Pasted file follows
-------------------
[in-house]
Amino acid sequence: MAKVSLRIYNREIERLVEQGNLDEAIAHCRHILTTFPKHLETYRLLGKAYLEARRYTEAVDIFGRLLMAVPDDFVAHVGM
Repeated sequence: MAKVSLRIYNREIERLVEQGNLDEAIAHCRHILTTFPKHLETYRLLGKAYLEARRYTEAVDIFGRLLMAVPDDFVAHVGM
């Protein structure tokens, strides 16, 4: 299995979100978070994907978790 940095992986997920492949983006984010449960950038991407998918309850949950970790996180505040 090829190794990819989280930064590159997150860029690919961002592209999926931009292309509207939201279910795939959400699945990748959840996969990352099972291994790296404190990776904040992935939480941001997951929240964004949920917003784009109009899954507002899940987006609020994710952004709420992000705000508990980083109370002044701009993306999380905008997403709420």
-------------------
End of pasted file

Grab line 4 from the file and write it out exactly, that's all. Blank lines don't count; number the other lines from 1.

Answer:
């Protein structure tokens, strides 16, 4: 299995979100978070994907978790 940095992986997920492949983006984010449960950038991407998918309850949950970790996180505040 090829190794990819989280930064590159997150860029690919961002592209999926931009292309509207939201279910795939959400699945990748959840996969990352099972291994790296404190990776904040992935939480941001997951929240964004949920917003784009109009899954507002899940987006609020994710952004709420992000705000508990980083109370002044701009993306999380905008997403709420």